Anyway, another interesting way to develop characters is not only describe the food they choose to eat, but the way they eat it. Recently I was in Malaysia, and I watched with fascination some locals eating their curry and rice with their fingers. My children however were horrified to see people eating with their hands. I hurried to explain that here it was completely normal to use your hands and mush up your curry with your rice and gently spoon it with your fingers into your mouth. So how a character breaks up her dinner roll, or how she spoons her soup gives that glimmer of insight into her personality that the reader would miss out on if you hadn't mentioned it.

Having said that, I once read a entire page on a character peeling and eating orange - it was mind numbingly dull. I personally didn't find it added to world development, character development or any development other than the author's own sense of literary snobbery. Sometimes you can over do a good thing.

Used in balance, however, food is a great way to show your readers things without telling them. We all need to eat, and it can create common ground for the reader to relate to even the most difficult character.

So if you're looking for a new ingredient to add to your writing recipe - try food!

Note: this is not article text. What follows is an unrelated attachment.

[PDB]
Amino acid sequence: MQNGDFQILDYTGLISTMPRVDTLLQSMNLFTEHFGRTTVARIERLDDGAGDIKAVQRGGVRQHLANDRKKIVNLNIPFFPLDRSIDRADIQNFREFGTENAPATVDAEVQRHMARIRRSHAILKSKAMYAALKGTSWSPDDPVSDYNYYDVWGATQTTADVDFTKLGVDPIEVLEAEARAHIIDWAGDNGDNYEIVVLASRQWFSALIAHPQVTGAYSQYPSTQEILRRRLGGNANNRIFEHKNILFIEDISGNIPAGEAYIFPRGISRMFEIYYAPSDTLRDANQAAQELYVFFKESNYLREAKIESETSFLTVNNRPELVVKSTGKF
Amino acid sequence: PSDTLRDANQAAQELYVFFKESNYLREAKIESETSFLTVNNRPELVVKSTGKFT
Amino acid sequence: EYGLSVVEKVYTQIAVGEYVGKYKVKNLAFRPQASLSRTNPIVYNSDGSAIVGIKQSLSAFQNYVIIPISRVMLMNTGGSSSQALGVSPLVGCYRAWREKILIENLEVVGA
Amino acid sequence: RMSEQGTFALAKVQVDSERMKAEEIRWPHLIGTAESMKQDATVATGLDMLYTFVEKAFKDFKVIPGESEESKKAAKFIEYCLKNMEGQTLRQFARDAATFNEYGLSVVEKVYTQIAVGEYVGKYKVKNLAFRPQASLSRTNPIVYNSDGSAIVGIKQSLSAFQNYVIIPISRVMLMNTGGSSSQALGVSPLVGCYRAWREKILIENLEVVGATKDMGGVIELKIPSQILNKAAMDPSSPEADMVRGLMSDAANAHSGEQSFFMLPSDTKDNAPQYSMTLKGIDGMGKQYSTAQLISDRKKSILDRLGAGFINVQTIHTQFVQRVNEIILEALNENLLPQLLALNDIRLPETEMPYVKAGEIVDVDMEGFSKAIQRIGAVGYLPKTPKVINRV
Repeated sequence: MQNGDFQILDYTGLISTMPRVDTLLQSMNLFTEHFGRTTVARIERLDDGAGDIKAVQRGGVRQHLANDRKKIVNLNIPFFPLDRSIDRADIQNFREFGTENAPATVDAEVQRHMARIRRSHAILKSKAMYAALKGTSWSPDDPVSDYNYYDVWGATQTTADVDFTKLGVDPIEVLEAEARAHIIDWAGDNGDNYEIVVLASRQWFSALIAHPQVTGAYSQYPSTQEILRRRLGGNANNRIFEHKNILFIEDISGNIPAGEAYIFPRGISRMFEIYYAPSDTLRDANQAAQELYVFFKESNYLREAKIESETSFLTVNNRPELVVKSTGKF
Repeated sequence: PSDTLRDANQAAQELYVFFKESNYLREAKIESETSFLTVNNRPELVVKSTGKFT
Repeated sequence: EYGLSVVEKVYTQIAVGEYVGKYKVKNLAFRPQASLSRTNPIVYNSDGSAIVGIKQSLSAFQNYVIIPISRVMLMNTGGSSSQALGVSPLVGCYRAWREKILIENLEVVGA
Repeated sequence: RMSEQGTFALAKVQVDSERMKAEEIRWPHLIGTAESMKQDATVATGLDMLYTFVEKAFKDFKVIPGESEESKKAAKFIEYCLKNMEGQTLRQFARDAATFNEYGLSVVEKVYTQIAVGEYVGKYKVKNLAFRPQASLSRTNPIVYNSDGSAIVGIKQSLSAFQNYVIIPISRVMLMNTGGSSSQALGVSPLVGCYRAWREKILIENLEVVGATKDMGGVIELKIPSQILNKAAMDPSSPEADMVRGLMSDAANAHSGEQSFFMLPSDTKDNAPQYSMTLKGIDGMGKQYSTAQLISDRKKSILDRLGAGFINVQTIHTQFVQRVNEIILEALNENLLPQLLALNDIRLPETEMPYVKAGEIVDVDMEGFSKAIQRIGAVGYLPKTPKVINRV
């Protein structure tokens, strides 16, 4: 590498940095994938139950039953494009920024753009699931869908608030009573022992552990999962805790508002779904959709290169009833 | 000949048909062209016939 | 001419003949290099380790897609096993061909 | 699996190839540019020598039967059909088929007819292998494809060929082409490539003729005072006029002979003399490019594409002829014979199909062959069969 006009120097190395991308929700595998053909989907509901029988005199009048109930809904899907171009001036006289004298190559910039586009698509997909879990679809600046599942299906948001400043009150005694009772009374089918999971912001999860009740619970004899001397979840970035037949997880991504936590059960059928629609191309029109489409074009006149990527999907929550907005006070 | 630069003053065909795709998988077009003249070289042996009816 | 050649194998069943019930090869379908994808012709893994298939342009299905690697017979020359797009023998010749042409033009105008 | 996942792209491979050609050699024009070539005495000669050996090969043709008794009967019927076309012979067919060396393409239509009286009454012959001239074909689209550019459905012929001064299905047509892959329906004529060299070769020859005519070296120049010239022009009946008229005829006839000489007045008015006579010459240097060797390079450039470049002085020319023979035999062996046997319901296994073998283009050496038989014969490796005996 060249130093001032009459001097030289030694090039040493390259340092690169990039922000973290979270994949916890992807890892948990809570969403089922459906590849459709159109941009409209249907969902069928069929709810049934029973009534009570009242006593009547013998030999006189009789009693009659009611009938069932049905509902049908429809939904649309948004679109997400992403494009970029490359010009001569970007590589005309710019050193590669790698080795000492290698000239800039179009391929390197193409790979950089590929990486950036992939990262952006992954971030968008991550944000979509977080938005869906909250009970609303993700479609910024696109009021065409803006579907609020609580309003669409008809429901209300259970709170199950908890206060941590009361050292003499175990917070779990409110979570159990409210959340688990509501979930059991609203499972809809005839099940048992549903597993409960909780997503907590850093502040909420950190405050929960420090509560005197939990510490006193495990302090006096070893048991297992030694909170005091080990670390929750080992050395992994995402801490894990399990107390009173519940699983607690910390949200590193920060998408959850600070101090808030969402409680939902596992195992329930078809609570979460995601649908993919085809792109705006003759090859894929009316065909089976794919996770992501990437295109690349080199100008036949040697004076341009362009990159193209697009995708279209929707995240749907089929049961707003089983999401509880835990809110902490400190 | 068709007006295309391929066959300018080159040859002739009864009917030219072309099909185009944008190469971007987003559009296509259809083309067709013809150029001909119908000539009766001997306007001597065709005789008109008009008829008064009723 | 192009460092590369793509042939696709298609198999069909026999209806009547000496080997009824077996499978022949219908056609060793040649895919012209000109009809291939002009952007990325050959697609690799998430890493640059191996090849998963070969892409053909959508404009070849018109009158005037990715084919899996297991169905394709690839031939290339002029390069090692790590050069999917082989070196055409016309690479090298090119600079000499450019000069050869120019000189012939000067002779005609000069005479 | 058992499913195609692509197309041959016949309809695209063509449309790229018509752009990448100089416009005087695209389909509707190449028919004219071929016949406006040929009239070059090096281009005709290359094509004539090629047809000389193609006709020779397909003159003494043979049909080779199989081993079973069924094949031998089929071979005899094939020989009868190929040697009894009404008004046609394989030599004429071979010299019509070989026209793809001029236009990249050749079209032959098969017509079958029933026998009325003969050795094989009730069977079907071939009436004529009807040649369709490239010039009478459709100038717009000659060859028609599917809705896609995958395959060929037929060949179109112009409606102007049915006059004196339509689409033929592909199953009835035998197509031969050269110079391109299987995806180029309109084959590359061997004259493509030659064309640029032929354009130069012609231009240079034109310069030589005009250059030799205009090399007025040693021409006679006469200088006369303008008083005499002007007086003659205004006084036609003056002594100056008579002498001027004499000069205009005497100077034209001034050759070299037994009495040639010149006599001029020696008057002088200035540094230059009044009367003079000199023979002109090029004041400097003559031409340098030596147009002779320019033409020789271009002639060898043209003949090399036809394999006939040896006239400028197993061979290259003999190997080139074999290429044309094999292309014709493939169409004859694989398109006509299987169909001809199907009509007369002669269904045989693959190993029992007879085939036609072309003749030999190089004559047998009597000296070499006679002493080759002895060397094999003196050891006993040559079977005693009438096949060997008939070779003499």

Boom boom!


Friday, November 5, 2010

Music as a muse.

[Image courtesty FlickrCreativeCommons, takacsi75 ]

As a writer, I have particular songs that evoke characters and scenes. Sometimes I will listen ad nauseum to particular songs that help me write a scene.  For me, the songs I repeat frequently are usually one of two types, the power ballad, or the upbeat feel good song or a blend.

One of the first novels I wrote (at the ripe old age of 15) was a fantasy called Tears of a Warrior,  and you can just imagine the kind of song that was written to! It was "Dreams" by the Cranberries (you can watch it here) Still when I hear that song, it brings back memories of those characters and their amazingly traumatic lives (writing is such a fantastic outlet for teenagers and God Knows I lived vicariously through my characters!) As I listen to the song now, it fills me with the desire to write - it is incredible to me how interlinked music becomes with my writing.

So, as I am now writing about Genies, I am filled with a love of Arabic music. Some of this music is absolutely magic and some of it is absolutely bizaare. I spend hours trawling through Youtube to find songs I love. I am completely obsessed by two particular songs. "Habibit Albi /The love of my heart" by Joe Ashkar is just devine - check it out here. I think the clip is so cheeky and I love this man's voice. This song tells me that my hero and heroine will get their happy ever after!

My second favourite is a female Lebanese singer called Cyrine, with her song "Law bass fi aini /If he looks in my eyes" (here). This song is just gorgeous (and so is they guy in the clip (except his eyebrows could do with a bit of work!)

There are countless other songs that are set to repeat on my listening list whilst I write and they range from Regina Spektor's "Fidelity"  and Chairlift's "Bruises" to any one of Bryan Adams' power ballads "Have you ever really loved a woman?"

I have always been a great lover of music, and have played piano since I was five years old. I think music has the ability to bring joy or sorrow, and using its emotive qualities can enhance what my imagination creates. I couldn't do with out my playlist whilst writing!

Happy listening :)